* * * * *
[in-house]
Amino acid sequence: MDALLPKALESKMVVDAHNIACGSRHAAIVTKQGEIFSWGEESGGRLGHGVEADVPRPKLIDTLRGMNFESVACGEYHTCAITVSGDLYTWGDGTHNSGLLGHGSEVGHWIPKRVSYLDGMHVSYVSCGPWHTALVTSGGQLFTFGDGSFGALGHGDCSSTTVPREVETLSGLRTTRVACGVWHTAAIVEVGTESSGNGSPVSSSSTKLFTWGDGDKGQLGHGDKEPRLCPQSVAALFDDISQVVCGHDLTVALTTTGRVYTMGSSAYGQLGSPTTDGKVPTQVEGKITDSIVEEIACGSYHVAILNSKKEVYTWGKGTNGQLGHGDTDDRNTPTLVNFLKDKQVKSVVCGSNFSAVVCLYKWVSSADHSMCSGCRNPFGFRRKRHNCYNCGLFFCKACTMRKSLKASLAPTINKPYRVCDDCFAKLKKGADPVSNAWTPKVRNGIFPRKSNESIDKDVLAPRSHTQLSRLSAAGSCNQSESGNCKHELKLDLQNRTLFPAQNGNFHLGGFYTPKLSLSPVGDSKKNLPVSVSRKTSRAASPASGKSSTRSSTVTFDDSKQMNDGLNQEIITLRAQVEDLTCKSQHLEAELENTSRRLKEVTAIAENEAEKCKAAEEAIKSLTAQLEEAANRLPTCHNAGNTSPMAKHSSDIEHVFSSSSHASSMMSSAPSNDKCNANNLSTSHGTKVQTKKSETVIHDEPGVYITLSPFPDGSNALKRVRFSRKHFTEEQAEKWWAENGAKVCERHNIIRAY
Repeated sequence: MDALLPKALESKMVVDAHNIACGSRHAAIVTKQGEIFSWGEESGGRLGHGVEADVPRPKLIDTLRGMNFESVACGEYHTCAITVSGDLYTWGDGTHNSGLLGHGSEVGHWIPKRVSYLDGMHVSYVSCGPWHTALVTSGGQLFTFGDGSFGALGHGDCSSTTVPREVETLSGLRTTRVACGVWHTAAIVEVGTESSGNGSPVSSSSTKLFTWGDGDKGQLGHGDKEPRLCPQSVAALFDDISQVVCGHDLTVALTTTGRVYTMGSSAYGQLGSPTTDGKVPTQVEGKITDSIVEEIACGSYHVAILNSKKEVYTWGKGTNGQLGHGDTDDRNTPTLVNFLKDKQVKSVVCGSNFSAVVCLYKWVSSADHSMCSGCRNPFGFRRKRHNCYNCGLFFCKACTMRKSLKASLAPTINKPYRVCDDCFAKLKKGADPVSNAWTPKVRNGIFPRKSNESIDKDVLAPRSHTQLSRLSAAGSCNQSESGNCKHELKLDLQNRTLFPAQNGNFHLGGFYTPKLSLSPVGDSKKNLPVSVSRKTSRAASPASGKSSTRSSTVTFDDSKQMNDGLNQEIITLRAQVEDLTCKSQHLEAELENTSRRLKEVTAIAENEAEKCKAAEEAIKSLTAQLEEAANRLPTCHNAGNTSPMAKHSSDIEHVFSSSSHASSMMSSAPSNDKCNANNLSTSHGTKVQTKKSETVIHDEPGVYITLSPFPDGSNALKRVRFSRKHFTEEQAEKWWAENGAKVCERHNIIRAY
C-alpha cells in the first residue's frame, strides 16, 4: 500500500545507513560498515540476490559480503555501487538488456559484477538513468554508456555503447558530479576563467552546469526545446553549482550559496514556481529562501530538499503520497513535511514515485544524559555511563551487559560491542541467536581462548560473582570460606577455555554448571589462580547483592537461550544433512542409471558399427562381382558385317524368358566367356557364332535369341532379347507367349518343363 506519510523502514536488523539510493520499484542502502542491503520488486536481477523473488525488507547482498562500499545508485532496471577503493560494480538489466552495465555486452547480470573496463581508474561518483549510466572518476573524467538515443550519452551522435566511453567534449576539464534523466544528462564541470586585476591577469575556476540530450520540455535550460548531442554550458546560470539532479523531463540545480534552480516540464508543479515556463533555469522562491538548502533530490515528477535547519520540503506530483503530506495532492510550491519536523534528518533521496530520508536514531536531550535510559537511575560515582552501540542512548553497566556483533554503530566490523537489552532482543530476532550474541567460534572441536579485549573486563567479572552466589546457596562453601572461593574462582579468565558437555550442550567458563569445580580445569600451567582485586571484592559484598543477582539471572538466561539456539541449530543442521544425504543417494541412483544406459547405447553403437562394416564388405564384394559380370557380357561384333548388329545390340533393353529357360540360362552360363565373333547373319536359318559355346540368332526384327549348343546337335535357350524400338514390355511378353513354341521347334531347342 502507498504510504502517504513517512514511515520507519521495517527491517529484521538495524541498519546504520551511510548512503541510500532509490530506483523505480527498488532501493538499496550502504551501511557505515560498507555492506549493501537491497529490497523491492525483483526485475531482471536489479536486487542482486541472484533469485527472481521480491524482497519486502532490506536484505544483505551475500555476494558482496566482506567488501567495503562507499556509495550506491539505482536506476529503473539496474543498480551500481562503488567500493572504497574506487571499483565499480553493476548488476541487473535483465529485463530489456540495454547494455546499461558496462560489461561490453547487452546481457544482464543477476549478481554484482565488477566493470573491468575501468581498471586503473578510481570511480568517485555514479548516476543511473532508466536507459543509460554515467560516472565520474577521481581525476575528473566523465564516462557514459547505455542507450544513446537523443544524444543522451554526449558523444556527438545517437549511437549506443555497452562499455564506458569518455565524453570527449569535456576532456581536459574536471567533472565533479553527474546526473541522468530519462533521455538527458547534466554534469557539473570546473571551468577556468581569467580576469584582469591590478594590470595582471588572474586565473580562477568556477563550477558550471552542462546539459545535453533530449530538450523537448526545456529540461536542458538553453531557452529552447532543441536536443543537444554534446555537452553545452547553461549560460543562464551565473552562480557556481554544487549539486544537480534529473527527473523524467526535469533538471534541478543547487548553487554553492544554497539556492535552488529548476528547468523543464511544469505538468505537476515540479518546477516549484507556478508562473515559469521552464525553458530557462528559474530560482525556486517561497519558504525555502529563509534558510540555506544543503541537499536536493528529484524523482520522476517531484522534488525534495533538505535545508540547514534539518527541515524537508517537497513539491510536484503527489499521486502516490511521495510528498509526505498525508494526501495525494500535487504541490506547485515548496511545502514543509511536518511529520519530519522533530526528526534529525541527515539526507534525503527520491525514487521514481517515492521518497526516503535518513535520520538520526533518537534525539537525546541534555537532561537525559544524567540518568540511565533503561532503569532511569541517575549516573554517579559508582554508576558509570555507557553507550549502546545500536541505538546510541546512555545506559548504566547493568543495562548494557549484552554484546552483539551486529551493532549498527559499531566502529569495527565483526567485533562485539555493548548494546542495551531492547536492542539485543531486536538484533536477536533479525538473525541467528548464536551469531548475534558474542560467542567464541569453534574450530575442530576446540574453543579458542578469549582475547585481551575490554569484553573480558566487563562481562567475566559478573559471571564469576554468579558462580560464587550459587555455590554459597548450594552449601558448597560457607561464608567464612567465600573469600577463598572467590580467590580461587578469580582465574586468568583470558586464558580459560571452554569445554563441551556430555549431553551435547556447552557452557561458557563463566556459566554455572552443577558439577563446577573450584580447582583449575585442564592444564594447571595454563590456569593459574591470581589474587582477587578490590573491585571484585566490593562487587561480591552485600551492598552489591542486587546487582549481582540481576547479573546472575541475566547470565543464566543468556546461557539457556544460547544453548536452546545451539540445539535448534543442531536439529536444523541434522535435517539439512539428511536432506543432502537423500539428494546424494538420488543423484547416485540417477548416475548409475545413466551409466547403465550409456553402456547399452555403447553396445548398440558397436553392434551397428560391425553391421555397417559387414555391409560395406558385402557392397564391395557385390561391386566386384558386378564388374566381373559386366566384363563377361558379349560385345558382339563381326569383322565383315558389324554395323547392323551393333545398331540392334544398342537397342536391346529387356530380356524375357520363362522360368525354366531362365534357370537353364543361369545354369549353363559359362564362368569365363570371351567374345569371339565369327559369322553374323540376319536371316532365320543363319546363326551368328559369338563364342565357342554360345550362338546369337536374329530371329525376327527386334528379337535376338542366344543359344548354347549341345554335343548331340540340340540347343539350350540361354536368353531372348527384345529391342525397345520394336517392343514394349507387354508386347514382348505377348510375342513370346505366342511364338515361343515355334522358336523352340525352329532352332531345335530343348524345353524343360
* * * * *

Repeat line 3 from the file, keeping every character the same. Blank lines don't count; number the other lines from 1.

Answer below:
Repeated sequence: MDALLPKALESKMVVDAHNIACGSRHAAIVTKQGEIFSWGEESGGRLGHGVEADVPRPKLIDTLRGMNFESVACGEYHTCAITVSGDLYTWGDGTHNSGLLGHGSEVGHWIPKRVSYLDGMHVSYVSCGPWHTALVTSGGQLFTFGDGSFGALGHGDCSSTTVPREVETLSGLRTTRVACGVWHTAAIVEVGTESSGNGSPVSSSSTKLFTWGDGDKGQLGHGDKEPRLCPQSVAALFDDISQVVCGHDLTVALTTTGRVYTMGSSAYGQLGSPTTDGKVPTQVEGKITDSIVEEIACGSYHVAILNSKKEVYTWGKGTNGQLGHGDTDDRNTPTLVNFLKDKQVKSVVCGSNFSAVVCLYKWVSSADHSMCSGCRNPFGFRRKRHNCYNCGLFFCKACTMRKSLKASLAPTINKPYRVCDDCFAKLKKGADPVSNAWTPKVRNGIFPRKSNESIDKDVLAPRSHTQLSRLSAAGSCNQSESGNCKHELKLDLQNRTLFPAQNGNFHLGGFYTPKLSLSPVGDSKKNLPVSVSRKTSRAASPASGKSSTRSSTVTFDDSKQMNDGLNQEIITLRAQVEDLTCKSQHLEAELENTSRRLKEVTAIAENEAEKCKAAEEAIKSLTAQLEEAANRLPTCHNAGNTSPMAKHSSDIEHVFSSSSHASSMMSSAPSNDKCNANNLSTSHGTKVQTKKSETVIHDEPGVYITLSPFPDGSNALKRVRFSRKHFTEEQAEKWWAENGAKVCERHNIIRAY